I have a pretty fantastic friend I met in undergrad. We worked at the same hole of a restaurant together and maybe ate hundreds of these together. She graduated, then I graduated. She married, then I married. She moved and bought a house, then we moved and bought a house. It was all progressing very nicely.
Then she became pregnant. Multiple times. Each ending in miscarriage. It wasn't an easy road. She's part of the infertile crowd. She endured countless IUIs and IVFs and all the lovely injections and drugs in between, but still kept her eyes on the prize.
In the midst of still trying for years, I became pregnant. I'll admit, it was a little awkward coming out to her about the whole we got pregnant on the first try(!) business. I knew there was nothing more in the world that she wanted than what I had. In the correct order of things, she should have gone first. I cut her in line. But being the incredibly selfless friend that she is, we still talked on the phone every now and again until December. We all know what happened next.
I suppose I can now add this to our story: She endured baby loss, and I endured baby loss.
From that moment on, we talked on the phone nonstop. There's more I could insert here about what we talked about and the highs and lows we both experienced in the months that followed (and still continue), but I'll save that. It's personal. She understood what it was like to not only lose babies, but she knew what it was like to lose hope, time and time again. The process of ebb and flow that you just want to come to an abrupt halt with a live baby crying in your arms. She got me. She gets me.
There is some happiness to this story and an internal conversation that follows. She's now pregnant and awaiting the arrival of twins (boy and girl, jackpot!) in October. She deserves this. She's going to be a fantastic mom that understands that every minute is meant to be cherished and will never take one moment of that for granted. For most people/pregnancies, a process goes through my head of if they're lucky, and nothing is certain, and it's only an estimated date of delivery. But with her, I just know this is her time for happiness. Of all the struggle and want and loss and desperation, she's finally creeping toward that finish line.
Now for the internal conversation.
I read infertility blogs every now and again. We carry that common understanding of babies being an enormous gift that don't come without great sacrifice, grief, sadness, and longing. We share the understanding of seeing a BFN (big fat negative) on a pregnancy test and the massive excitement of seeing a BFP as well. We know what loss feels like, as many of those who struggle with infertility inevitably lose through miscarriage or stillbirth as well. We feel that jealously that's sharp and uncomfortable around those who never endured a struggle in starting a family.
But there are also differences. For example, I was once part of that blissfully pregnant crowd. I thoroughly enjoyed my pregnancy with Andrew and never really carried much concern. Of course he'd be born alive. It wasn't even a thought that crossed my mind. Those with infertility cherish every moment in pregnancy but know that the struggle it took to get there leaves them in fear during every moment. At least that's what my friend (above) tells me.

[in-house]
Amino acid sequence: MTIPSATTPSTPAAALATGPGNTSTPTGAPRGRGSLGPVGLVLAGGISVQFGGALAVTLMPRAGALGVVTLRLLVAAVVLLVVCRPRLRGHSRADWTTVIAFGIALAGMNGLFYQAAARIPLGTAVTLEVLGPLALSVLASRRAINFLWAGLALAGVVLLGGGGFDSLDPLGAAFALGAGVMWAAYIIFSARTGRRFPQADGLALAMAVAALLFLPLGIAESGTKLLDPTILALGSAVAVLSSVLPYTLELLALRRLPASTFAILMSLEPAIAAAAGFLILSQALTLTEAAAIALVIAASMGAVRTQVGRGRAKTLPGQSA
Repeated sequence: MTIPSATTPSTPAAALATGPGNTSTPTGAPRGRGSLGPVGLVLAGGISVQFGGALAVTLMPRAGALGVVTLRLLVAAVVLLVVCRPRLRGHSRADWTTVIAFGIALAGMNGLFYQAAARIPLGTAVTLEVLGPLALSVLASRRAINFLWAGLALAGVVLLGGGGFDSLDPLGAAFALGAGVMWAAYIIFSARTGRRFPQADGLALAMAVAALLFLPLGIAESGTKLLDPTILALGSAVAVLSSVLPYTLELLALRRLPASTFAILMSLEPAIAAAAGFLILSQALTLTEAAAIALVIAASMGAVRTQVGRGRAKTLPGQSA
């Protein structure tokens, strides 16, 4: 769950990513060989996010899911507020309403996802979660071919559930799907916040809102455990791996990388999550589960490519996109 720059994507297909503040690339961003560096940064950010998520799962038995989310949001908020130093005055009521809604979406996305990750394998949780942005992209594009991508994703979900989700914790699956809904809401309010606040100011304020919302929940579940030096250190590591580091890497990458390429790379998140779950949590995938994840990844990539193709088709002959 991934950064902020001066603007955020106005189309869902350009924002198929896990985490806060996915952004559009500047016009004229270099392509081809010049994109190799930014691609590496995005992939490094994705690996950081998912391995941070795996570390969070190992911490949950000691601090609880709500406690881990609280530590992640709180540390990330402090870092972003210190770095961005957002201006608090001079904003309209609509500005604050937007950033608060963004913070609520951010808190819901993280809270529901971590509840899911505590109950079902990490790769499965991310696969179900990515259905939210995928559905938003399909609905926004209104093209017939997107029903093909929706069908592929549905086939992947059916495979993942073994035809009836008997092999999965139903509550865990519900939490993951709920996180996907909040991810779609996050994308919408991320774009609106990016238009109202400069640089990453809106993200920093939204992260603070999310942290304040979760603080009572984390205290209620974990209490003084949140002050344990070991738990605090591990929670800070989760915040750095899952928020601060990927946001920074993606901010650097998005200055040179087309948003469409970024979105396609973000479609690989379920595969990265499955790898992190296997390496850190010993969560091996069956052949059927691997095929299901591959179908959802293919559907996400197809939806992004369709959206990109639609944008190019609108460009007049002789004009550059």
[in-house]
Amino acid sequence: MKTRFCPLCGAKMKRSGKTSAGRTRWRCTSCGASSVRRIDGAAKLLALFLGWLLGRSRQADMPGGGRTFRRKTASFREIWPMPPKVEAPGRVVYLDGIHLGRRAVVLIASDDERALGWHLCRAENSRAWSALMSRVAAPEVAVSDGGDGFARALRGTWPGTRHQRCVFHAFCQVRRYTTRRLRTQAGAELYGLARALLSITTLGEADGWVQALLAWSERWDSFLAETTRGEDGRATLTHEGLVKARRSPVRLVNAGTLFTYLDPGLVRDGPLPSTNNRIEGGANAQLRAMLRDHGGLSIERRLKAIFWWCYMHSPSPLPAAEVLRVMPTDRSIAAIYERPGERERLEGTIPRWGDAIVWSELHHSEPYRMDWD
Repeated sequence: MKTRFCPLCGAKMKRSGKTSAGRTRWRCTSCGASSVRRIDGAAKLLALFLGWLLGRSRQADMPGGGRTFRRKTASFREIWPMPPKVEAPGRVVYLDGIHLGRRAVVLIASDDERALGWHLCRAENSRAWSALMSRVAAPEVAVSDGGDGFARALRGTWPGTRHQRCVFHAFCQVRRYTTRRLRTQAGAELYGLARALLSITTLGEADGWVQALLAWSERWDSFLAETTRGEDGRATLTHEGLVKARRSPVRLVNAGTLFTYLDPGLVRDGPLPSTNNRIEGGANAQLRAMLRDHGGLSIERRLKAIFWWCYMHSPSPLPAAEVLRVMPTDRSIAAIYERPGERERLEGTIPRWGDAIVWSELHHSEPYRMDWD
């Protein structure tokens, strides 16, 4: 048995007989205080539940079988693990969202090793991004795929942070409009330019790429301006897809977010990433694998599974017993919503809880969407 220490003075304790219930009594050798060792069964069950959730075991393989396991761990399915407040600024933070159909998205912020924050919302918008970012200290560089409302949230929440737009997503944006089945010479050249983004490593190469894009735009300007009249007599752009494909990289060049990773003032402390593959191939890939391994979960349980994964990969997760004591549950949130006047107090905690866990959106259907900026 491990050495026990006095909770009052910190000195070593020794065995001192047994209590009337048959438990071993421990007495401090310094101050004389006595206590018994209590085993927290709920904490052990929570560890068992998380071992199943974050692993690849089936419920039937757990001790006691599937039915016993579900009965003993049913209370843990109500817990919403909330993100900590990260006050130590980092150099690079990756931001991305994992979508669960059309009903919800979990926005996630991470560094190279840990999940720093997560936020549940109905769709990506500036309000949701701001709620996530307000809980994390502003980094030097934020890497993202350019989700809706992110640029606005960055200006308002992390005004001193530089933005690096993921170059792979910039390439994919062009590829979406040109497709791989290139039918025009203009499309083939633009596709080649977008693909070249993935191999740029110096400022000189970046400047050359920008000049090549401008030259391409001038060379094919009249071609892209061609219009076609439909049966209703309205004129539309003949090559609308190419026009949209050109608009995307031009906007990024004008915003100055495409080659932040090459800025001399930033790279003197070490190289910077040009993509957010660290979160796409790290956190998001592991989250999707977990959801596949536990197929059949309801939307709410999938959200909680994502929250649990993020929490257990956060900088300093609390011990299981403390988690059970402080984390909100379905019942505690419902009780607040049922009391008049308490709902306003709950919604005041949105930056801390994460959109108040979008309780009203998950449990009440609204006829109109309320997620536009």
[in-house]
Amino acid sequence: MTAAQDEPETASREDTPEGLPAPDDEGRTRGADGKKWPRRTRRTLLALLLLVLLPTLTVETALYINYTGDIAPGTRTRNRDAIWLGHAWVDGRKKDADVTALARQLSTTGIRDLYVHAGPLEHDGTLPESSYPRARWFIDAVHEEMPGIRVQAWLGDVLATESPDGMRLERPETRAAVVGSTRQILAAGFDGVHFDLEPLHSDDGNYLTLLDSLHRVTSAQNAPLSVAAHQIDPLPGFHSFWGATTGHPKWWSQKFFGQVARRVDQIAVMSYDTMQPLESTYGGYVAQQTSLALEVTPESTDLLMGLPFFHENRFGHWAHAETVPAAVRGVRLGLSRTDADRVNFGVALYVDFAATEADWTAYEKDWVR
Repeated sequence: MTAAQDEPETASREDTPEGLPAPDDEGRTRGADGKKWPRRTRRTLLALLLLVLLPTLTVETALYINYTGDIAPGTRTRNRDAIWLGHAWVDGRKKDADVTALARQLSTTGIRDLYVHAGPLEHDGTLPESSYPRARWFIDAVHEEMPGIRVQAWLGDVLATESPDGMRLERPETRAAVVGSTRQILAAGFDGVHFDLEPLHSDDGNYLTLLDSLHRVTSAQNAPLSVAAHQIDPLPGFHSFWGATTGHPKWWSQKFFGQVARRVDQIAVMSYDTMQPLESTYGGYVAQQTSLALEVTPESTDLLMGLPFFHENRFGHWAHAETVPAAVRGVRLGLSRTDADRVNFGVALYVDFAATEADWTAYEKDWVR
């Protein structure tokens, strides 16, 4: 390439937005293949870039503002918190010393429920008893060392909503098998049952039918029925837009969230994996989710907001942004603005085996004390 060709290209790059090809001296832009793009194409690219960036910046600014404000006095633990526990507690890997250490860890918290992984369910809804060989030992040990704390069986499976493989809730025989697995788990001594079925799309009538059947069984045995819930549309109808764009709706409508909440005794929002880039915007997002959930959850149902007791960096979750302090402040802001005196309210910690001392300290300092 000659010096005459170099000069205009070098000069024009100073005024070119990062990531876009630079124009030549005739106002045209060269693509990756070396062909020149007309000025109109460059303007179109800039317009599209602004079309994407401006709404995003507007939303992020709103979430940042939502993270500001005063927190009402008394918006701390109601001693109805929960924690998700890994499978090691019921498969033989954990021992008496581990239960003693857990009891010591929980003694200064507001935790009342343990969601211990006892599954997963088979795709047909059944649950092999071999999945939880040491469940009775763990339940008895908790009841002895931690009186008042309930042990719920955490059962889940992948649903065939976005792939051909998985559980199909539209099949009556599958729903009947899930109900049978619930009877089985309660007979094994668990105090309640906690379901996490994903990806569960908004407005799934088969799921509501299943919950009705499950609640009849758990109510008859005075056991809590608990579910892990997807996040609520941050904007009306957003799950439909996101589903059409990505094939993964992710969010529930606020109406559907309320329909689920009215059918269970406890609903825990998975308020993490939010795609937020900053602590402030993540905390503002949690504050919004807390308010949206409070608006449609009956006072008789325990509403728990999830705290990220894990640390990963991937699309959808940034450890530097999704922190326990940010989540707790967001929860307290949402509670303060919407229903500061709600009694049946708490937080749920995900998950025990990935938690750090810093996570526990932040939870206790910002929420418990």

I never had to shoot myself up with medications to make myself ovulate, undergo massive amounts of ultrasounds, experience IVF or an IUI. Pregnancy is not the issue I have. As a matter of fact, I'm not sure what my issue really even is. Keeping babies alive, I guess. Not sure how that can be remedied.
But there is one major difference, I think. Once infertility is "overcome" and that baby is finally in their arms, there is likely a sense of graduation. I could be completely wrong here and wouldn't mind the comments from those who experience IF. Perhaps the way women feel after successfully fighting and beating breast cancer. With child loss, I'll never really feel like more babies will provide me that ability to graduate. Andrew is one of my babies. My first. He'll be missing in every photo I'll ever take for the rest of my life. I'll never graduate. I'll never feel accomplished or proud to overcome the struggle it took us to start a family. I'll be proud to be a mother, but I'll always feel a longing for Andrew. Bittersweet.
And don't think I'm leaving out the crowd who has endured both, child loss and struggle with infertility. It's cruel. Falling in love and longing to share that love and life with a child should be an allowance given to every responsible family. When that ability is stripped away from you, it's beyond unfair. Those babies aren't forgotten and shall never be. I personally feel lucky to have carried Andrew for those months. Those who struggle with IF and loss likely feel the same-- thankful for those moments of pregnancy or infancy they want so badly to breathe in and remember for eternity. But a graduation for them, I doubt it.
I'm hoping that sometime soon I can finish our story from above with: She had beautiful babies that lived, and I had beautiful babies that lived. And maybe throw in there a trip or two to Disney World, why not?